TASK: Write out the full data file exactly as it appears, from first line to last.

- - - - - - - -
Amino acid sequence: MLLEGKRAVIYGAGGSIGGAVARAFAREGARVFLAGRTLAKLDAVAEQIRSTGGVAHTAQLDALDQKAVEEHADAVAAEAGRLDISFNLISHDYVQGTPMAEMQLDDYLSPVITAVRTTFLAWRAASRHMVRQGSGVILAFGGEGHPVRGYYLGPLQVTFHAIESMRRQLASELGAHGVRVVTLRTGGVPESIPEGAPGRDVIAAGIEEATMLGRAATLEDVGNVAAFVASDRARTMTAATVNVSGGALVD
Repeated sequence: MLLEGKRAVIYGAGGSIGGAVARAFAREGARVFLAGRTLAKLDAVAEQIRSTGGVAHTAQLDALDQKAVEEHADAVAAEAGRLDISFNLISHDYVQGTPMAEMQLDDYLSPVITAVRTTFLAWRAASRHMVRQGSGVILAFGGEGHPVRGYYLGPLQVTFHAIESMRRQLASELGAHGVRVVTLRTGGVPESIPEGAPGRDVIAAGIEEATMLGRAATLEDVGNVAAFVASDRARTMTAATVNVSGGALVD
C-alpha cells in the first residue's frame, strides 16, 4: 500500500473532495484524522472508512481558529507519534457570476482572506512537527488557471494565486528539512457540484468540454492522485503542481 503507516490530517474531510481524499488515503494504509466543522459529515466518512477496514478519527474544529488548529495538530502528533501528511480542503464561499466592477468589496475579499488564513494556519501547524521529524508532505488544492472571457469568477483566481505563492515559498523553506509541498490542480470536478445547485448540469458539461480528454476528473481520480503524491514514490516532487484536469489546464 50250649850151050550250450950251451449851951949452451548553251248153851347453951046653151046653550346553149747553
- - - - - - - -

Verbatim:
Amino acid sequence: MLLEGKRAVIYGAGGSIGGAVARAFAREGARVFLAGRTLAKLDAVAEQIRSTGGVAHTAQLDALDQKAVEEHADAVAAEAGRLDISFNLISHDYVQGTPMAEMQLDDYLSPVITAVRTTFLAWRAASRHMVRQGSGVILAFGGEGHPVRGYYLGPLQVTFHAIESMRRQLASELGAHGVRVVTLRTGGVPESIPEGAPGRDVIAAGIEEATMLGRAATLEDVGNVAAFVASDRARTMTAATVNVSGGALVD
Repeated sequence: MLLEGKRAVIYGAGGSIGGAVARAFAREGARVFLAGRTLAKLDAVAEQIRSTGGVAHTAQLDALDQKAVEEHADAVAAEAGRLDISFNLISHDYVQGTPMAEMQLDDYLSPVITAVRTTFLAWRAASRHMVRQGSGVILAFGGEGHPVRGYYLGPLQVTFHAIESMRRQLASELGAHGVRVVTLRTGGVPESIPEGAPGRDVIAAGIEEATMLGRAATLEDVGNVAAFVASDRARTMTAATVNVSGGALVD
C-alpha cells in the first residue's frame, strides 16, 4: 500500500473532495484524522472508512481558529507519534457570476482572506512537527488557471494565486528539512457540484468540454492522485503542481 503507516490530517474531510481524499488515503494504509466543522459529515466518512477496514478519527474544529488548529495538530502528533501528511480542503464561499466592477468589496475579499488564513494556519501547524521529524508532505488544492472571457469568477483566481505563492515559498523553506509541498490542480470536478445547485448540469458539461480528454476528473481520480503524491514514490516532487484536469489546464 50250649850151050550250450950251451449851951949452451548553251248153851347453951046653151046653550346553149747553